122. ^ Timothy White (1967). A People For His Name. Vantage. pp. 238–239.
  123. ^ Jehovah's Witnesses in the Divine Purpose. Watchtower. 1959. p. 313.
  124. ^ Penton, M. James (1997). Apocalypse Delayed: The Story of Jehovah's Witnesses. University of Toronto Press. p. 170. ISBN 0-8020-7973-3.
  125. ^ Thomas Daniels. "Historical Idealism and Jehovah's Witnesses" (PDF). pp. 3–37.
  126. ^ "Gospel of the Kingdom". The Watch Tower. July 1, 1920. "It is well known that at this time the first universal Gentile empire was established, with Nebuchadnezzar as the ruler; and the Gentile times beginning there covered a period of seven symbolic times, or 2,520 years. The date of the beginning being 606 B. C., it would follow that the Gentile times would end in 1914; i. e., the legal lease of power would at that time expire and then the time would be due for him “whose right it is” to receive and exercise kingly authority."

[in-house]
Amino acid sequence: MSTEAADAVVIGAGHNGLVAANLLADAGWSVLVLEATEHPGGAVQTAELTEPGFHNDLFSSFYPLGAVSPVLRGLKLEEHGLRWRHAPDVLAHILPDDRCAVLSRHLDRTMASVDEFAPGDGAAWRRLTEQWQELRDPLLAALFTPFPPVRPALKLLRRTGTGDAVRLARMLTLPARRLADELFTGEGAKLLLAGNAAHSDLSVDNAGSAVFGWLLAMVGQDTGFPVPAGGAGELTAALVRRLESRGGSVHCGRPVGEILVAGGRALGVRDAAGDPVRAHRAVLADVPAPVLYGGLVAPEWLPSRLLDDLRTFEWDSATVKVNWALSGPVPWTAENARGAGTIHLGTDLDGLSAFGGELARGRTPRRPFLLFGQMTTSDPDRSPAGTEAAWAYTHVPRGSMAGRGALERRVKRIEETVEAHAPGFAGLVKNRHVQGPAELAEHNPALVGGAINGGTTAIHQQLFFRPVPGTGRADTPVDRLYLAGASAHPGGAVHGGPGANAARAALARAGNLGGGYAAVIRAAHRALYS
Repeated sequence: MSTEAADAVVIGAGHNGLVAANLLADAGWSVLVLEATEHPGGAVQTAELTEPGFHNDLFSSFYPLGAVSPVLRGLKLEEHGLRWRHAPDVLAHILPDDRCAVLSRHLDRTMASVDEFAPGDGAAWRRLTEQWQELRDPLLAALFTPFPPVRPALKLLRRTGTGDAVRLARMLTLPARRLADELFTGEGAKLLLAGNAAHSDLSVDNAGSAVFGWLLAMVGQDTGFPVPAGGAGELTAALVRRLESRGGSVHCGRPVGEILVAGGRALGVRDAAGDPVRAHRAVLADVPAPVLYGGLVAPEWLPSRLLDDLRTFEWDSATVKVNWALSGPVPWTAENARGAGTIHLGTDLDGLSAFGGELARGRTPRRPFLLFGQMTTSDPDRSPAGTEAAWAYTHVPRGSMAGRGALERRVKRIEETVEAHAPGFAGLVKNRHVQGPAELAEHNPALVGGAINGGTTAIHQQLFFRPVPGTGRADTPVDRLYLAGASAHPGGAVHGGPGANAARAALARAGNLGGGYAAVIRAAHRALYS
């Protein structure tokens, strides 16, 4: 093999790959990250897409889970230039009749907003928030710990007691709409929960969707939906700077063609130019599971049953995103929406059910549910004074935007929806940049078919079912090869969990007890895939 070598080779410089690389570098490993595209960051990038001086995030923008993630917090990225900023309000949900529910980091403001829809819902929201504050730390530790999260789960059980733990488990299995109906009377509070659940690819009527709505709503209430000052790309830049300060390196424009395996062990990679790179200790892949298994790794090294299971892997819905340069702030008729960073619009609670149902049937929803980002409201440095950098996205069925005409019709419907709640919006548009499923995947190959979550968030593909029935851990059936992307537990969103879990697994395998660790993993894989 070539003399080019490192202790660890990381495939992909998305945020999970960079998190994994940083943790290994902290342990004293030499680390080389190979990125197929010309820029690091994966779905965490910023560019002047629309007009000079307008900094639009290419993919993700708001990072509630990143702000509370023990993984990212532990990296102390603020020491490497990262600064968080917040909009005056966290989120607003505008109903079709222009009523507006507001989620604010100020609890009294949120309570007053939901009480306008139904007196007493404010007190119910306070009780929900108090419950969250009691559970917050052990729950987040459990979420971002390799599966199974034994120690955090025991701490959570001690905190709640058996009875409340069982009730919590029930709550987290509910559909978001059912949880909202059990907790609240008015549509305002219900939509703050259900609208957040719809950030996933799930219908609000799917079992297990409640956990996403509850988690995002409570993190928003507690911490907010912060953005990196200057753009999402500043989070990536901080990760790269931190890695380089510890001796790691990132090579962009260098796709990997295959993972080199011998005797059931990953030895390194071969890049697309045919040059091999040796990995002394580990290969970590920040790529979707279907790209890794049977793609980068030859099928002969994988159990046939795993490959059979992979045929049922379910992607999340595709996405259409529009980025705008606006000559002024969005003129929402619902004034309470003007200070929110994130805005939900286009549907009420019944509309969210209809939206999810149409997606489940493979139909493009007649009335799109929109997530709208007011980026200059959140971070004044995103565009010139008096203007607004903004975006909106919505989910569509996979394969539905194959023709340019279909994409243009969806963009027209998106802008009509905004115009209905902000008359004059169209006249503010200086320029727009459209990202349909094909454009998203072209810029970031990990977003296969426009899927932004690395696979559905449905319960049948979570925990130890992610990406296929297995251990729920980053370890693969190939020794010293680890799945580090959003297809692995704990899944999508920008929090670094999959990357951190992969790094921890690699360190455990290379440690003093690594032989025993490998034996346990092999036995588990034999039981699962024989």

127. ^ Light, Book One, Watch Tower Bible & Tract Society, 1930, p. 78.: "In June, 1927, the Watch Tower published the proof from the Scriptures that those who thus died faithful were asleep in death until the coming of the Lord to his temple in 1918."
  128. ^ J.F. Rutherford. Light, Book One, 1930, Watch Tower Bible & Tract Society, p. 333.
  129. ^ "Locating the Time". The Watch Tower. December 1, 1929. pp. 355–361. Taking all these scriptures together, and knowing that they must be in exact harmony with one another, and taking the well known facts in connection therewith, it is easy to be seen that the definitely fixed "time of the end" was and is 1914 A.D. Nothing came to pass in 1799 that corresponds so well with these prophecies as did in 1914.
  130. ^ "Question and Answer". The Golden Age. April 30, 1930, pp. 503-504
  131. ^ J.F. Rutherford. Light, Book One, 1930, Watch Tower Bible & Tract Society, p. 74.
  132. ^ Tony Wills (2007). A People For His Name: A History of Jehovah's Witnesses and an Evaluation. p. 147. ISBN 978-1-4303-0100-4.
  133. ^ Light, Book One, p. 318-319.
  134. ^ The Watchtower, September 1, 1969, p. 521.